We hope to continue to expand across the United States and drive long-term systemic, sustainable, and scalable change for homeless single mothers and their children.
Savannah and Jada
At age 14, Savannah was abandoned by her parents and was placed in the state’s custody while she was still in the hospital right after having delivered her daughter Jada. Her time in foster care facility (FCS) was rough, and then she met FFG.
She began attending FFG programming and working with a team of FFG coaches. She worked with her Digitally Forward coach to get a MOS (Microsoft Office Specialist) certification. She worked with her Financial Well-Being coach to create a budget and set up bank accounts for her situation as a marginally-housed, single teen mother. Savannah worked with her Career Journey coach through the college applications process and job search.
With her coach, Ashley’s guidance, Savannah was accepted into four in-state colleges and two out-of-state colleges. Savannah will be attending UNC Charlotte’s nursing program in the fall. Savannah continues to receive support through Circle of Care as she navigates life’s peaks and troughs.
Rhiannon and Rosie
Rhiannon is an Italian-American single teen mother who met FFG during her stay at a residential program for homeless young women. She has no support from her biological mother and father nor is she supported by the father of her child. With months until she would be pushed out of the shelter, she began working with her cohort of FFG coaches to put herself on the path to independence.
Rhiannon worked with her Career Journey coach to gain the hard and soft skills needed to gain a job to support herself and Rosie. In tandem, she worked with her Financial Well-Being coach to budget, save, open checking and saving accounts, and begin to build her credit. With her Digitally Forward coach, she gained her MOS certification so that she could transition from working at Walgreen’s cash register to a position as a Pharmacy Technician. Through Circle of Care, Rhiannon and Rosie receive care packs and emotional availability from the FFG Team.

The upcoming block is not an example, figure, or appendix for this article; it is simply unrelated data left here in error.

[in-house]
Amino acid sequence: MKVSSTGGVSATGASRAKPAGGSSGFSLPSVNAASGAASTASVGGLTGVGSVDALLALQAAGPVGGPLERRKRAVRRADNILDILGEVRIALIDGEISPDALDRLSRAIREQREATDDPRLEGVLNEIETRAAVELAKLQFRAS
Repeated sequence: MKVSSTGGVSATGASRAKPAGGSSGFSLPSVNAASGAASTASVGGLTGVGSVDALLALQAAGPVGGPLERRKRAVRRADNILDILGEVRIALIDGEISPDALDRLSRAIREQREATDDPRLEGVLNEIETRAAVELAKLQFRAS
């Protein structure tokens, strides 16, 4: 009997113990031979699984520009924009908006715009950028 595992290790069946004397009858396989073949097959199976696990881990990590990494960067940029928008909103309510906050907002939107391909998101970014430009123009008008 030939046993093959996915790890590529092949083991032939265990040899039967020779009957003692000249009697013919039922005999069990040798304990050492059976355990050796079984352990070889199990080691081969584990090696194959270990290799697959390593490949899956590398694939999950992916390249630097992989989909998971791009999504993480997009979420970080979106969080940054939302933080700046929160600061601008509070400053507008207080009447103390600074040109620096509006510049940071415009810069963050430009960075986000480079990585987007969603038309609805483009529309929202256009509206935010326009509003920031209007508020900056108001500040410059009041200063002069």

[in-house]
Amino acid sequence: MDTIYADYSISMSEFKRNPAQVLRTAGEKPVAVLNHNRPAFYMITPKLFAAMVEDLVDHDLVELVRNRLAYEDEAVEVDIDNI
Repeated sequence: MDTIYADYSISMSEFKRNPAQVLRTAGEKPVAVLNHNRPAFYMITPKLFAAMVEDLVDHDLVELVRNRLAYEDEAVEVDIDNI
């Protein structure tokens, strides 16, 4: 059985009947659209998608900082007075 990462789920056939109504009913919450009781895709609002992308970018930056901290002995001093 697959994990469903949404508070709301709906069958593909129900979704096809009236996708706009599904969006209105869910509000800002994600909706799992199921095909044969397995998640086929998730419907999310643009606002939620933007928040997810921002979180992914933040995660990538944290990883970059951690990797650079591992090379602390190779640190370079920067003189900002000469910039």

With FFG’s investment, Rhiannon will be moving into her own apartment in April while she continues to work with her FFG coaches so she can continue on the path to independence.
Sammi, Andy and Yazzy
Sammi met FFG during her stay in a residential program for homeless mothers and children. Sammi is a domestic violence abuse survivor who was thrown out of her home by the father of her children and left on the street with no support from her family. When she met FFG she was without a job, a car, and had no idea how she would support herself and her two daughters.
She began working with her Financial Well-Being coach to understand her financial situation and standing and began putting in place SMART goals to help her work towards financial stability. She worked with her Career Journey coach to gain career confidence, hard and soft skills to find part-time employment while she raised her children. As a part of the Digitally Forward program, she is working to get her MOS certification. In fact, because of her digital capability, she just secured a full-time job as a Registered Behavior Technician. Through Circle of Care, she has received the support for herself and her children to get through the rough times.
Now that Sammi has a full-time job, she is now working with the Financial Well-Being coach to save for a car, improve her credit score, and budget to buy a home by the summertime. Her daughters are now in the FFG program as well.
Learn more about Foundation For Girls. Read more Rustic Spirit stories.